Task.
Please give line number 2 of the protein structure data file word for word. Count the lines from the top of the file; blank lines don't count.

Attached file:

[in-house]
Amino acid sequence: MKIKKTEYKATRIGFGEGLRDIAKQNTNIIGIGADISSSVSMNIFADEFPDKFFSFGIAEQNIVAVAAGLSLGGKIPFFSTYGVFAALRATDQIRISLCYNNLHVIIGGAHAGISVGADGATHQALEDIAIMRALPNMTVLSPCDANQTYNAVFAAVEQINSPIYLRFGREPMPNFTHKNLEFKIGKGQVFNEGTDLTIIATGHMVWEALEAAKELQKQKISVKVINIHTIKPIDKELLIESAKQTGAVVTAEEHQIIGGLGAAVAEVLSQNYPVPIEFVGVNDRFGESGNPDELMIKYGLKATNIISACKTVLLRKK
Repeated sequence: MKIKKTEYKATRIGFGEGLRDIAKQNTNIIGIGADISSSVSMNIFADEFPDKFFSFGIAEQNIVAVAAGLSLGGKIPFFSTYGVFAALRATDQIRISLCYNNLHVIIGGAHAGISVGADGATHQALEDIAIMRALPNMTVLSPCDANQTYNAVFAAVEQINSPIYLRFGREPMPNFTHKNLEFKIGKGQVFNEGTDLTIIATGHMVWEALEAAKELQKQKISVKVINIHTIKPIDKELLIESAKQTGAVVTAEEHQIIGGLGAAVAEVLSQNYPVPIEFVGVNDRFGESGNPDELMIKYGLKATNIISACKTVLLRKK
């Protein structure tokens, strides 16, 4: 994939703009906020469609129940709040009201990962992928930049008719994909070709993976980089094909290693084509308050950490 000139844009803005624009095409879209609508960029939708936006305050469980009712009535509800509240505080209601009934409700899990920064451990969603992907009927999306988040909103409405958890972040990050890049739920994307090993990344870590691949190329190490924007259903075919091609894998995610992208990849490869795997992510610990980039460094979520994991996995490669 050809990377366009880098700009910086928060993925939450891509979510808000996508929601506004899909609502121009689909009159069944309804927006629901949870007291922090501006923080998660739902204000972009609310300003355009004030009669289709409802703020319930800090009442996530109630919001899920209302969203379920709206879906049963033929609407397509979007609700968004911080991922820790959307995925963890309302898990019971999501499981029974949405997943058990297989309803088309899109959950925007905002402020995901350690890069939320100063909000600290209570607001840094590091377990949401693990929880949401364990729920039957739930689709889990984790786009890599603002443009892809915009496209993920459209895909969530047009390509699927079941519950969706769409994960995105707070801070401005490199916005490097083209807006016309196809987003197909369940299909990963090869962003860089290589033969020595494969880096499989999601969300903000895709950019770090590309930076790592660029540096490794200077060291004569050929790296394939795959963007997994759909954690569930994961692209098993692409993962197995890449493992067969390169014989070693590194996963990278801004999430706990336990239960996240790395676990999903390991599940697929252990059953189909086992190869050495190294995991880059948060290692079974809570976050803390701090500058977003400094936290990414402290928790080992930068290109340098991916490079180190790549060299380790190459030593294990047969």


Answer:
Amino acid sequence: MKIKKTEYKATRIGFGEGLRDIAKQNTNIIGIGADISSSVSMNIFADEFPDKFFSFGIAEQNIVAVAAGLSLGGKIPFFSTYGVFAALRATDQIRISLCYNNLHVIIGGAHAGISVGADGATHQALEDIAIMRALPNMTVLSPCDANQTYNAVFAAVEQINSPIYLRFGREPMPNFTHKNLEFKIGKGQVFNEGTDLTIIATGHMVWEALEAAKELQKQKISVKVINIHTIKPIDKELLIESAKQTGAVVTAEEHQIIGGLGAAVAEVLSQNYPVPIEFVGVNDRFGESGNPDELMIKYGLKATNIISACKTVLLRKK